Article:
Photos of Clare Watson, Health Inequalities Lead (left) and Beth Rushton, Senior Clinical Pharmacist (right)
antonia April 24, 2024

Award-winning work of local health team recognised on the national stage

The Nottingham West Primary Care Network (PCN) Pharmacy Cardiology team shared their success story on the national stage at the recent NHS Confederation Primary Care Conference.

The conference, held in London, highlighted opportunities to really show what primary care can do if it is supported and empowered.

Beth Rushton, Senior Clinical Pharmacist and Clare Watson, Health Inequalities Lead, were asked to speak about the PCN’s award winning hypertension service as part of a session entitled Unlocking the potential: tackling local health inequalities through greater collaboration between general practice and community pharmacy. The session included a panel discussion chaired by Professor Bola Adebowale, National Lead for Health Inequalities. 

Clare explained that every three minutes someone, somewhere dies in the UK from a heart attack, stroke or other form of cardiovascular disease yet we know that these catastrophic illnesses are very preventable – not just through changes to lifestyle, but by treating high-risk conditions like high blood pressure and cholesterol.  Broxtowe has a population of 114,600 people and is one of the most densely populated boroughs in the East Midlands, with 56% of the population being 65 years old or over and 19% of the population living with limiting long term illness.

The hypertension service is delivered through a pharmacy-led partnership across all 12 Broxtowe GP surgeries and a large number of community pharmacies. Clare said: “The small team has been working with patients who have a raised blood pressure in their medical record but who did not have a formal diagnosis of high blood pressure (known as hypertension).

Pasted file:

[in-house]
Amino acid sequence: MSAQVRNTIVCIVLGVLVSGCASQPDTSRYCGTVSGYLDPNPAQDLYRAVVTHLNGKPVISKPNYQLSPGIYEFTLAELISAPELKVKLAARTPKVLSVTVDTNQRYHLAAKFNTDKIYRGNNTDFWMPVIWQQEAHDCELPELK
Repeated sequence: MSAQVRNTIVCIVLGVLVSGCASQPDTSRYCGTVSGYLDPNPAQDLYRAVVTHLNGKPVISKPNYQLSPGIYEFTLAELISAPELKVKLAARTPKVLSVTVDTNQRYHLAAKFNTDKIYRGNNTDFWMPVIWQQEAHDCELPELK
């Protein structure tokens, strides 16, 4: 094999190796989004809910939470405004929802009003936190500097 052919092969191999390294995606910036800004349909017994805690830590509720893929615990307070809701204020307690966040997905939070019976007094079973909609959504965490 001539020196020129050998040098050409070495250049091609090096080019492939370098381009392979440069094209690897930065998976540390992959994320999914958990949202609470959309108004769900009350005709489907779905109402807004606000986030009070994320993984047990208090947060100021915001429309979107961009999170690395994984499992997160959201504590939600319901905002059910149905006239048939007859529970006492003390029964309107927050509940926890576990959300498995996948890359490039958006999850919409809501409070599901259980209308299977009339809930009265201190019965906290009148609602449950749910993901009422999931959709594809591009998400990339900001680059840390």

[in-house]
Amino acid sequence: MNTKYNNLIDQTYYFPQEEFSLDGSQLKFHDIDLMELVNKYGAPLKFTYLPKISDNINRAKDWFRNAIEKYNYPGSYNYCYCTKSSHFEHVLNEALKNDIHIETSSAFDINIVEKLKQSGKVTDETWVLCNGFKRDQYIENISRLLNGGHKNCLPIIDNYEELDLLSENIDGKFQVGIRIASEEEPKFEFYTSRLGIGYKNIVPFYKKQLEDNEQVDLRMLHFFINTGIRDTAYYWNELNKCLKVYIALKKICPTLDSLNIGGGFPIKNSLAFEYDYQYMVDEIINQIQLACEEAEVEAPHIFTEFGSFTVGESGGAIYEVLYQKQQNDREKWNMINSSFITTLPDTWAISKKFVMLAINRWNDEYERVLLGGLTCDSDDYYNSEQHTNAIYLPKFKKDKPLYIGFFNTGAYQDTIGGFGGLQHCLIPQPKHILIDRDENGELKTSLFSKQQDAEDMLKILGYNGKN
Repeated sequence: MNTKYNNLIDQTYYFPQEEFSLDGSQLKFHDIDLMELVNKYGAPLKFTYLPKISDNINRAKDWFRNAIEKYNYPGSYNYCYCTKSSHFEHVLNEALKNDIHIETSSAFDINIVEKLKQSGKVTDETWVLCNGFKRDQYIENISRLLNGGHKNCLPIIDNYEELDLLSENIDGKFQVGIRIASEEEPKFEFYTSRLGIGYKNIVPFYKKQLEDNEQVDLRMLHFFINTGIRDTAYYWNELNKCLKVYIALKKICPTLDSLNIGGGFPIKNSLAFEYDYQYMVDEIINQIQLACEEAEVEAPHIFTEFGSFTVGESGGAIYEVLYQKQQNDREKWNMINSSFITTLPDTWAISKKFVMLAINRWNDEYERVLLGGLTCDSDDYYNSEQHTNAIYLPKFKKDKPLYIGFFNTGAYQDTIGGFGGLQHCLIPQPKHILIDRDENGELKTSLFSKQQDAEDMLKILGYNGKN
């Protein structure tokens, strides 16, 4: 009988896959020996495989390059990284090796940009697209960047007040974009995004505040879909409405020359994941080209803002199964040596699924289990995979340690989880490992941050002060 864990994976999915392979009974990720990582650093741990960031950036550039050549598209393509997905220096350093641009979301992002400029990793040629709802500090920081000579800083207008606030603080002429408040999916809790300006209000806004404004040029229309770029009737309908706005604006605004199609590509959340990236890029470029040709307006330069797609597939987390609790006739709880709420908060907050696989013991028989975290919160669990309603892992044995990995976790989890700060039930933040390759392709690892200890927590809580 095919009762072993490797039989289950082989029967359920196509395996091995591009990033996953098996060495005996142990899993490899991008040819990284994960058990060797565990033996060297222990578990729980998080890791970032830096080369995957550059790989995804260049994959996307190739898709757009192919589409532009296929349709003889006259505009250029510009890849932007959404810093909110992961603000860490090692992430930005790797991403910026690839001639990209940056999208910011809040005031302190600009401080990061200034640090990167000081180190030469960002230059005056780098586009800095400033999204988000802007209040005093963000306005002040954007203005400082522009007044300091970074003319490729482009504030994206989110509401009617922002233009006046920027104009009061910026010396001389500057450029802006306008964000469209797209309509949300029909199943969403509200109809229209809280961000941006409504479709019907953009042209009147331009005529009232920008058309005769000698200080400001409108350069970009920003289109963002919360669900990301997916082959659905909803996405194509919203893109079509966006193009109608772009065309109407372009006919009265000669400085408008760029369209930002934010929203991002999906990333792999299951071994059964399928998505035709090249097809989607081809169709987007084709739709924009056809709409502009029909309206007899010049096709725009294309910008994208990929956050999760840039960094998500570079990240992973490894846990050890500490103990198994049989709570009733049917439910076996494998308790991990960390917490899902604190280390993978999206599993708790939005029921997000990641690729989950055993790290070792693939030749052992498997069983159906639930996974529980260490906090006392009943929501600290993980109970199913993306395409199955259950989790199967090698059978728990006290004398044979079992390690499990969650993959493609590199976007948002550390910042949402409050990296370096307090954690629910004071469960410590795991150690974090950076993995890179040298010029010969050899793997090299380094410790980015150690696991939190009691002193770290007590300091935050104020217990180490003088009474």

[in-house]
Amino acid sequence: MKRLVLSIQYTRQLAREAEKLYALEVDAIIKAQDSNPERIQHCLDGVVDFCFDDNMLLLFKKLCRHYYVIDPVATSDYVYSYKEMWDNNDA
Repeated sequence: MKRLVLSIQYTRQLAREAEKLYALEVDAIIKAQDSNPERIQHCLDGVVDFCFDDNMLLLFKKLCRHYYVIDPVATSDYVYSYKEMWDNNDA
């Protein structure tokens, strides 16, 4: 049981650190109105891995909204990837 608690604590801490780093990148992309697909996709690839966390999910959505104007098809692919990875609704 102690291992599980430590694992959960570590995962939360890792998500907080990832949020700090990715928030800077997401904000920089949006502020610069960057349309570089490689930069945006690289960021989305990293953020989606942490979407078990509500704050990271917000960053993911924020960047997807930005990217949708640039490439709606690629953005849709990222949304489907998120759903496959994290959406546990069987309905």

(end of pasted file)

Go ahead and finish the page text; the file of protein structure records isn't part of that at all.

“The team offers further assessment through blood pressure monitoring at home or attending a community pharmacy to have a 24hour blood pressure monitoring completed. They then review the results, order any additional tests such as bloods, urine tests and heart monitor, and diagnose hypertension where appropriate. The team continue to care for diagnosed patients, signposting them to support services such as smoking cessation, weight management and social prescribing teams, they also prescribe and change medication as needed until their blood pressure BP is well controlled before handing back the care of the blood pressure to the GP.

“By helping people to better manage their blood pressure, we can reduce their likelihood of a stroke or heart attack.”

Photos of Clare Watson, Health Inequalities Lead (left) and Beth Rushton, Senior Clinical Pharmacist (right)
Clare Watson, Health Inequalities Lead (left) and Beth Rushton, Senior Clinical Pharmacist (right)

In the first twelve months of the service, the Pharmacy Cardiology team:

•           Reviewed more than 3,250 patient records

•           Achieved a 26% hypertension diagnosis rate

•           Freed up 3,103 general practice appointments.

Beth added: “The service not only helps to reduce heart attacks and strokes and the devastating impact these can have, this dedicated and specialist team is also freeing up thousands of general practice appointments so that GPs and other primary care staff can focus on patients who have more complex needs.

“If the programme was adopted nationally, it has the potential to prevent nearly 3,000 cardiac events in the UK over the next 3 years, freeing up almost 2 million GP appointments and saving the NHS £35.5m.”

The team won the 2023 PrescQipp awards ‘Integrated and joint working’ category and was also shortlisted in the National General Practice Awards in the ‘Clinical Improvement: Public Health and Prevention’ category.